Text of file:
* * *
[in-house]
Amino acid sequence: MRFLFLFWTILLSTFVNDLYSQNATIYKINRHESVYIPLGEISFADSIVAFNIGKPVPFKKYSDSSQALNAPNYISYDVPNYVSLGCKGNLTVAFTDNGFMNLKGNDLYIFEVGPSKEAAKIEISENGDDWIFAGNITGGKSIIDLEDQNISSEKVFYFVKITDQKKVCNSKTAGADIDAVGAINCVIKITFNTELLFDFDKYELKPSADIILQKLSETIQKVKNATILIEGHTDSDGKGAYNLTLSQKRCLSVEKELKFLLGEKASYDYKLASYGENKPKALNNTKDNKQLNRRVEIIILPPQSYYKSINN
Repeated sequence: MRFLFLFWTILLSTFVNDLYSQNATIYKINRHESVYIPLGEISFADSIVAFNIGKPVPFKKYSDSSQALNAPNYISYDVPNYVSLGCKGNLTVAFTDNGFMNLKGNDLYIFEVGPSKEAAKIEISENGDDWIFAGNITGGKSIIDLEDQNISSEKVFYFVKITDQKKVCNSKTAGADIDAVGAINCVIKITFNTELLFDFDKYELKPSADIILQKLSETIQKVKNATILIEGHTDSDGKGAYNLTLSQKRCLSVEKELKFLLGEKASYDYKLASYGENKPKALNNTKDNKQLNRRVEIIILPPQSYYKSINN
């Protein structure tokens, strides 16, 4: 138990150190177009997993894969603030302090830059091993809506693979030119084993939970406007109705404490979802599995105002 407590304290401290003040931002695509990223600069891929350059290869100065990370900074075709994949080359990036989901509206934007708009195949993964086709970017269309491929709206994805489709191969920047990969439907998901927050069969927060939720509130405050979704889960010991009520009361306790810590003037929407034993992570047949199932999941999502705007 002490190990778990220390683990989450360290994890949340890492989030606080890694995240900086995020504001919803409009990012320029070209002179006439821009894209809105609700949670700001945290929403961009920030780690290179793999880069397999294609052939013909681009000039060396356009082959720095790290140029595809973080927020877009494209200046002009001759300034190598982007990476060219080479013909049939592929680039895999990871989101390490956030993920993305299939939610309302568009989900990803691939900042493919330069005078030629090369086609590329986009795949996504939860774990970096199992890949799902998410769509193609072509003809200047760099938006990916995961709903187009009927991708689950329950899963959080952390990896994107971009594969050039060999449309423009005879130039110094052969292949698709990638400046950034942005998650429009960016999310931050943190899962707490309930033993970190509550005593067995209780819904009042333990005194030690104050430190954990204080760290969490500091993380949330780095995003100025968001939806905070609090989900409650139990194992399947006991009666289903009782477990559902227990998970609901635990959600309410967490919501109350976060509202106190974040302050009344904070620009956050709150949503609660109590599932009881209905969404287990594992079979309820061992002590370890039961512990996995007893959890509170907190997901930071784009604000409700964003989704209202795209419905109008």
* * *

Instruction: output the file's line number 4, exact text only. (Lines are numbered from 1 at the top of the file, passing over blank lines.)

């Protein structure tokens, strides 16, 4: 138990150190177009997993894969603030302090830059091993809506693979030119084993939970406007109705404490979802599995105002 407590304290401290003040931002695509990223600069891929350059290869100065990370900074075709994949080359990036989901509206934007708009195949993964086709970017269309491929709206994805489709191969920047990969439907998901927050069969927060939720509130405050979704889960010991009520009361306790810590003037929407034993992570047949199932999941999502705007 002490190990778990220390683990989450360290994890949340890492989030606080890694995240900086995020504001919803409009990012320029070209002179006439821009894209809105609700949670700001945290929403961009920030780690290179793999880069397999294609052939013909681009000039060396356009082959720095790290140029595809973080927020877009494209200046002009001759300034190598982007990476060219080479013909049939592929680039895999990871989101390490956030993920993305299939939610309302568009989900990803691939900042493919330069005078030629090369086609590329986009795949996504939860774990970096199992890949799902998410769509193609072509003809200047760099938006990916995961709903187009009927991708689950329950899963959080952390990896994107971009594969050039060999449309423009005879130039110094052969292949698709990638400046950034942005998650429009960016999310931050943190899962707490309930033993970190509550005593067995209780819904009042333990005194030690104050430190954990204080760290969490500091993380949330780095995003100025968001939806905070609090989900409650139990194992399947006991009666289903009782477990559902227990998970609901635990959600309410967490919501109350976060509202106190974040302050009344904070620009956050709150949503609660109590599932009881209905969404287990594992079979309820061992002590370890039961512990996995007893959890509170907190997901930071784009604000409700964003989704209202795209419905109008």